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ARS Home » Plains Area » Clay Center, Nebraska » U.S. Meat Animal Research Center » Genetics and Animal Breeding » Research » Publications at this Location » Publication #398845

Research Project: Genomes to Phenomes in Beef Cattle Research

Location: Genetics and Animal Breeding

Title: Use of overlapping DNA pools to discern genetic differences despite pooling error

item Keele, John
item McDaneld, Tara
item Kuehn, Larry

Submitted to: Journal of Animal Science
Publication Type: Peer Reviewed Journal
Publication Acceptance Date: 5/22/2023
Publication Date: 5/25/2023
Citation: Keele, J.W., McDaneld, T.G., Kuehn, L.A. 2023. Use of overlapping DNA pools to discern genetic differences despite pooling error. Journal of Animal Science. 101. Article skad166.

Interpretive Summary: Genotyping arrays are widely used in genetic evaluation programs to increase accuracy of genetic selection. However, genotyping all animals with useful phenotypes can be cost prohibitive; for example, animals from commercial settings can add relevant data, but they will not enter genetic selection programs themselves. Pooling of DNA is a cost saving method to genotype groups of animals to use their data in genetic evaluation. However, assay measurement error or pool construction errors may decrease the benefit of these pools. This research demonstrates the use of overlapping pools to quantify variation due to these errors as a case study to use this technique in larger projects to increase DNA pooling utility and accuracy. DNA pooling provides a cost-effective approach to capturing these data and genetically linking seedstock and commercial populations.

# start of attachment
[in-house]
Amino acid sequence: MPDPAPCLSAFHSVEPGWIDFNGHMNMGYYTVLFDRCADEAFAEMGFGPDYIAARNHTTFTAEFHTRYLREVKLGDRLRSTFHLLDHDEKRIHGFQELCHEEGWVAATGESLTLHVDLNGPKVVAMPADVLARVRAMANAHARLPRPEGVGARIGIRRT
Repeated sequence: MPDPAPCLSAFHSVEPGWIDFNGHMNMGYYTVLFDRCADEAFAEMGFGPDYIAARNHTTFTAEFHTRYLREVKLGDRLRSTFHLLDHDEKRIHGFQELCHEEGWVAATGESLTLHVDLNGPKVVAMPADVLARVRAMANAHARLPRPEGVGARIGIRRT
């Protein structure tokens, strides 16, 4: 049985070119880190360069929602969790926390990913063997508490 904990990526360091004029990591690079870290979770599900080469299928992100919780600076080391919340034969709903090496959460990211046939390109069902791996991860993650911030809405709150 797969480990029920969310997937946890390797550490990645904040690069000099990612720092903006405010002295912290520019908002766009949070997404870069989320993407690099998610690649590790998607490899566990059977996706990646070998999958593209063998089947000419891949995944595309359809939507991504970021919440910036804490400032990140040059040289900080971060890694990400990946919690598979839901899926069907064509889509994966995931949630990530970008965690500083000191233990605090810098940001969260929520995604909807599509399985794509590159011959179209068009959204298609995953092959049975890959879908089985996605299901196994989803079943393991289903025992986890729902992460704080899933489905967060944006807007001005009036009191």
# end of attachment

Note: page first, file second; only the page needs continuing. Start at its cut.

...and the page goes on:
Technical Abstract: Genotyping pools of commercial cattle and individual seedstock animals may reveal hidden relationships between sectors enabling use of commercial data for genetic evaluation. However, commercial data capture may be compromised by inexact pool formation. We aimed to estimate the concordance between distances or genomic covariance among pooling allele frequencies (PAFs) of DNA pools comprised of 100 animals with 0% or 50% overlap of animals in common between pools. Cattle lung samples were collected from a commercial beef processing plant on a single day. Six pools of 100 animals each were constructed so that overlap between pools was 0% or 50%. Two pools of all 200 animals were constructed to estimate PAFs for all 200 animals. Frozen lung tissue (0.01 g) from each animal was weighed into a tube containing a pool; there were two pools of 200 animals each and six pools of 100 animals each. Every contribution of an individual animal was an independent measurement to insure independence of pooling errors. Lung samples were kept on dried ice during the pooling process to keep them from thawing. The eight pools were then assayed for approximately 100,000 single nucleotide polymorphisms (SNP). PAF for each SNP and pool was based on the relative intensity of the two dyes used to detect the alleles rather than genotype calls which are not tractable from pooling data. Euclidean distances and genomic relationships among the PAFs for the eight pools were estimated and distances were tested for concordance with pool overlap using permutation-based analysis of distance. Distances among pools were concordant with the planned overlap of animals shared between pools (P = 0.0024); pool overlap accounted for 70% of the variation and pooling error accounted for 30%. Pools containing 100 animals with no overlap were the most distant from one another and pools with 50% overlap were the least distant. This work shows that we can discern differences in distance between pairs of overlapping DNA pools sharing 0% and 50% of the animals. Genomic correlations among nonoverlapping pools indicated that nonoverlapping pool pairs did not share many related animals because genomic correlations were near zero for these pairs. On the other hand, one pair of nonoverlapping pools likely contained related animals between pools because the correlation was 0.21. Pools sharing 50% overlap ranged in genomic relationship between 0.21 and 0.39 (N = 12).